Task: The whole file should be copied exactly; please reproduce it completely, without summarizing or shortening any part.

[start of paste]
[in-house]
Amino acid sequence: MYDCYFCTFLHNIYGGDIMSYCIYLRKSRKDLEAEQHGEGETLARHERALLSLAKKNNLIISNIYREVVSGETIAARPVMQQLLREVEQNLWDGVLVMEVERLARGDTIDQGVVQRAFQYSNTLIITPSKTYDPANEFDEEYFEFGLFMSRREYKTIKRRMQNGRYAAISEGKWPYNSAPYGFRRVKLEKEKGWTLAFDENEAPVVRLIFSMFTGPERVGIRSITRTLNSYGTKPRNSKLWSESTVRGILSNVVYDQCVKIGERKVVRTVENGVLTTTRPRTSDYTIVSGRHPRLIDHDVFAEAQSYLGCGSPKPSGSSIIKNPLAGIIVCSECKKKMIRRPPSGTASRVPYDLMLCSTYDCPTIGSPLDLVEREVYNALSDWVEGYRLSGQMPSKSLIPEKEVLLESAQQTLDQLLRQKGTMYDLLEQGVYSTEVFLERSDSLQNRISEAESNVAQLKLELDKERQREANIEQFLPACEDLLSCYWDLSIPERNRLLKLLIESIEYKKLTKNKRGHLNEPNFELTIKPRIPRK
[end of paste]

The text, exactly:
[in-house]
Amino acid sequence: MYDCYFCTFLHNIYGGDIMSYCIYLRKSRKDLEAEQHGEGETLARHERALLSLAKKNNLIISNIYREVVSGETIAARPVMQQLLREVEQNLWDGVLVMEVERLARGDTIDQGVVQRAFQYSNTLIITPSKTYDPANEFDEEYFEFGLFMSRREYKTIKRRMQNGRYAAISEGKWPYNSAPYGFRRVKLEKEKGWTLAFDENEAPVVRLIFSMFTGPERVGIRSITRTLNSYGTKPRNSKLWSESTVRGILSNVVYDQCVKIGERKVVRTVENGVLTTTRPRTSDYTIVSGRHPRLIDHDVFAEAQSYLGCGSPKPSGSSIIKNPLAGIIVCSECKKKMIRRPPSGTASRVPYDLMLCSTYDCPTIGSPLDLVEREVYNALSDWVEGYRLSGQMPSKSLIPEKEVLLESAQQTLDQLLRQKGTMYDLLEQGVYSTEVFLERSDSLQNRISEAESNVAQLKLELDKERQREANIEQFLPACEDLLSCYWDLSIPERNRLLKLLIESIEYKKLTKNKRGHLNEPNFELTIKPRIPRK